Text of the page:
Halfway through “Believer,” the debut single from Brooklyn-by-way-of-Boston indie rock quartet American Authors, frontman Zac Barnett sings, "I’ve never been lucky. / I’ve never tasted fame. / I’m always lookin’ for something, / But I hate changin’."
For a group signed to a major label (Island Def Jam) and about to embark on a national headlining tour (which rolls through the House of Blues on Oct. 2) -- surely Barnett must realize how ironic those lyrics must seem now, right?
"Actually no," the singer told us by phone. "‘Believer’ is talking about how we all have these insecurities in life and that that’s OK because that’s what makes you who you are. You should know that you can make it through these hard times. The whole idea is that the world isn’t perfect -- there’s craziness going on all over the place, but you can’t let the negative influence you.”
To be fair, American Authors weren’t exactly an overnight sensation; they’ve paid their dues. After the band (which also consists of James Adam Shelley on guitar/banjo, Dave Rublin on bass and Matt Sanchez on drums) initially got together back in 2007, they actually released two albums and performed under their original moniker, the Blue Pages, before eventually changing their name, their style and their home base in 2010.
"We had moved from Boston to Brooklyn [New York] and were being influenced by so many things," Barnett explained. "We were coming from a different place, and it was just the right time to start fresh and new."
The group is walking proof that change is definitely good. If you’ve turned on the radio over the last year, you’ve most likely heard their addictive, chart-topping pop single, "Best Day of My Life." Coupled with “Believer,” [watch it here] their major label debut album, "Oh, What a Life,” has gone Gold in Australia and multi-Platinum in Canada and the U.S. Still, success has been known to breed a certain amount of pressure from record industry execs eager to cash in repeatedly. Have the powers-that-be tried to exact any influence over their sound?
"We’re fortunate that we have a supportive label that allows us to write and record what we want,” Barnett enthused. "An artist is going to change -- that’s always going to happen. But we’re pretty stoked on where we’re at right now. We’re creating what we want to create.”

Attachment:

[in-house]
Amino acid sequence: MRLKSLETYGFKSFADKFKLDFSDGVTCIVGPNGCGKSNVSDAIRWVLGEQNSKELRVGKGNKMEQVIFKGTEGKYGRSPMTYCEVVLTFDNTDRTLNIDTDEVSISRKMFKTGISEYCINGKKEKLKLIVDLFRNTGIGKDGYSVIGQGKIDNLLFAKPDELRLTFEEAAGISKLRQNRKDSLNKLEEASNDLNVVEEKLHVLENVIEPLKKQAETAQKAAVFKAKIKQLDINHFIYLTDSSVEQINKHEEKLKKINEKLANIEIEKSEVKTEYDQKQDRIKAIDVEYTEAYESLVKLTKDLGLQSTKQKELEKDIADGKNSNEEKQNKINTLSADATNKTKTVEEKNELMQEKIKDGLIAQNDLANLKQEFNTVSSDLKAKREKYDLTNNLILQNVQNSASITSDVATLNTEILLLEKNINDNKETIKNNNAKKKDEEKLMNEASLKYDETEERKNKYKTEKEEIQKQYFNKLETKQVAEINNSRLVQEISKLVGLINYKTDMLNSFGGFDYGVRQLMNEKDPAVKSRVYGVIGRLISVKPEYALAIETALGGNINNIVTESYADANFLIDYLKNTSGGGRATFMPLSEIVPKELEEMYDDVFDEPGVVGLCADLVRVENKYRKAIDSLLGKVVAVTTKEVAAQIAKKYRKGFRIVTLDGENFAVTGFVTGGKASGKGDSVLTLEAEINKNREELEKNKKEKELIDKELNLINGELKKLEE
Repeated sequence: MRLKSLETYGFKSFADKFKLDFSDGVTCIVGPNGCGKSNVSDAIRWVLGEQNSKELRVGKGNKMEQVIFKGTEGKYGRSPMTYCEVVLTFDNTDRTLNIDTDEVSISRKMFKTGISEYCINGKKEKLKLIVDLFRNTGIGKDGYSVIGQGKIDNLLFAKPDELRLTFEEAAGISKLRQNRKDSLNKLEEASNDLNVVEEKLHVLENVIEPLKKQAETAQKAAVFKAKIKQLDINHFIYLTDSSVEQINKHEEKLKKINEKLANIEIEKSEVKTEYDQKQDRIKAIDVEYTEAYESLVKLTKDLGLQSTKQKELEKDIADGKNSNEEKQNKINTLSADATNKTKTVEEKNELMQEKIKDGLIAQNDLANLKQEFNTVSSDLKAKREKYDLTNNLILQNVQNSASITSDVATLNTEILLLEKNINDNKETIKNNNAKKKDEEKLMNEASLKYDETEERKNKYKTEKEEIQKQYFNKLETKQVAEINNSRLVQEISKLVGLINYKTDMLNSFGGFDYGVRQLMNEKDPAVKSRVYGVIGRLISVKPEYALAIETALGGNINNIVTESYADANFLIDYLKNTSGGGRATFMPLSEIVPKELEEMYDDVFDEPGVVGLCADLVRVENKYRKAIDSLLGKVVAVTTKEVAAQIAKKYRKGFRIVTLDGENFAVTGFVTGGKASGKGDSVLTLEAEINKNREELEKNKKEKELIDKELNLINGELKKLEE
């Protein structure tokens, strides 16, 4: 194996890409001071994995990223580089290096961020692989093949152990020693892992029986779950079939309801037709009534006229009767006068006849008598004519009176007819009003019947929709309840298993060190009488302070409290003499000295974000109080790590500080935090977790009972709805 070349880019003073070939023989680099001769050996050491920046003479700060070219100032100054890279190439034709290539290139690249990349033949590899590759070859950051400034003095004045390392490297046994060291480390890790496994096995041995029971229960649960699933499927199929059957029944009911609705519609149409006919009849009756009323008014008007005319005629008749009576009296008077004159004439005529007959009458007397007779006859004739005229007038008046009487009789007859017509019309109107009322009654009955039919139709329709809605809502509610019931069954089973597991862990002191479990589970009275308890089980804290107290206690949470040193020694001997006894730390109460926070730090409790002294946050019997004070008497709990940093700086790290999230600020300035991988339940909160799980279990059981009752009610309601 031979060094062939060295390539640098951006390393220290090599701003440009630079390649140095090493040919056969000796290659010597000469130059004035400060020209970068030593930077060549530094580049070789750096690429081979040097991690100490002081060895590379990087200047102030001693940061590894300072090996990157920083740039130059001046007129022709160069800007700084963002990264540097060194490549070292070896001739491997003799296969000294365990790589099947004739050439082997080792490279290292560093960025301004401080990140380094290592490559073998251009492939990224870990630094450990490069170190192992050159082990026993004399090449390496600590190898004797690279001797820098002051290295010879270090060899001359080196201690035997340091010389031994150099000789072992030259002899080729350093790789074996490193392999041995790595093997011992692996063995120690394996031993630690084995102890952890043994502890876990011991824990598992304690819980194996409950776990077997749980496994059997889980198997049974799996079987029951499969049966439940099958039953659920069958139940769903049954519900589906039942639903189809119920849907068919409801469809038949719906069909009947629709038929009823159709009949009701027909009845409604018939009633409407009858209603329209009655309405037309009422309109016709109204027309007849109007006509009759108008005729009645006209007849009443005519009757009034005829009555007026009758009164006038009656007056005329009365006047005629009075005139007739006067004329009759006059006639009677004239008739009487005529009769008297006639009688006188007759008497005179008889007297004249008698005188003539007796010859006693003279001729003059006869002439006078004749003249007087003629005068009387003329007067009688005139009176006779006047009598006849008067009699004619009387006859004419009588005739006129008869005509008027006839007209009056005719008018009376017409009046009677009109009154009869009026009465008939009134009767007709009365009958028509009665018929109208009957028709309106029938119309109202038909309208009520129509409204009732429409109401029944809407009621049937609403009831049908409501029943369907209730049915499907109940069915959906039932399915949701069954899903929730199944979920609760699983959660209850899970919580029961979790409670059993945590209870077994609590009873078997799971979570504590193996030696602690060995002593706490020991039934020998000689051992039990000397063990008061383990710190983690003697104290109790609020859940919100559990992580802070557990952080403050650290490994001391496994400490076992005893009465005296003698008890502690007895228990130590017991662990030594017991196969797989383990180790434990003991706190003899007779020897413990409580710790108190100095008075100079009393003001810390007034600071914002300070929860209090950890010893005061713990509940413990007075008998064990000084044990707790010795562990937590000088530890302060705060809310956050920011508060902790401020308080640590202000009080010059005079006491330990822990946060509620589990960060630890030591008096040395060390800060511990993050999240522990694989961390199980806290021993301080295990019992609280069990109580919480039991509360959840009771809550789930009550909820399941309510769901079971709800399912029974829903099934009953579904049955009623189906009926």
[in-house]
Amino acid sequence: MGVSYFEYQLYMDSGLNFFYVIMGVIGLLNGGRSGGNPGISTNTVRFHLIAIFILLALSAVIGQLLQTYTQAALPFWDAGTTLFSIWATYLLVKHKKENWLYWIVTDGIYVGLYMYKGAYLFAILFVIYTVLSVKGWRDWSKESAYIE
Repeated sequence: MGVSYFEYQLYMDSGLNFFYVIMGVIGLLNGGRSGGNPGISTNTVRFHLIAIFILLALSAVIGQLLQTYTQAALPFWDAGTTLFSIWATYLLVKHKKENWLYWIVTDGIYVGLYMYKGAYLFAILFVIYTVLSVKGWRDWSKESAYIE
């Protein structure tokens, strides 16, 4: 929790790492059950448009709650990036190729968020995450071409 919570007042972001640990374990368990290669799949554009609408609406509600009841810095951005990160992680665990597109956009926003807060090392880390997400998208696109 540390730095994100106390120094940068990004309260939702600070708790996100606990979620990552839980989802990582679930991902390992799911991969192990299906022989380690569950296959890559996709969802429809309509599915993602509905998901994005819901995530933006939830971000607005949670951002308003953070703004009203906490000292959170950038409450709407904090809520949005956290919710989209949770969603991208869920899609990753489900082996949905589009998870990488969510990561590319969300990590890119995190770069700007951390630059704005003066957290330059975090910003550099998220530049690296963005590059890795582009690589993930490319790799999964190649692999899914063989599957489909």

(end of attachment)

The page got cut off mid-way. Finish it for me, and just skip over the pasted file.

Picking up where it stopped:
When asked if they’re temped to drop a “Kid A”-type style bomb on their fanbase now that “Oh, What a Life” has been such a universal success, the singer shrugged it off.
"We’ve always wanted to be a rock band, and we’ve always recorded rock music. But we write what we like to write and like to listen to. On [“Oh, What a Life”], it was the first time we were able to really let loose and say, ‘Screw it -- we don’t have to conform to one scene of rock music.’ It’s just a mix of so many different things. We were being influenced by everything from classic rock to modern rock to electronic music and hip-hop. We made a point to not overthink things and try to fit into one kind of scene or be like any other band."
But are we really to believe that Barnett and Co. aren’t enjoying the benefits of success and fame in a notoriously hedonistic music world? Surely, he has to at least acknowledge that they’ve come a long way since the days of the Blue Pages.
"I’d be lying if I said as far as a career goes that we haven’t moved at all,” Barnett admitted. “It’s just a dream to play music for a living though. We love music; we’re musicians. Playing live is incredible -- it’s a moment and a rush unlike anything else. When you come to our show, it’s a party, so get ready to have a good time. But us, as people, haven’t changed at all. We’re very genuine. We’re the same dudes and the same friends who just love to play live."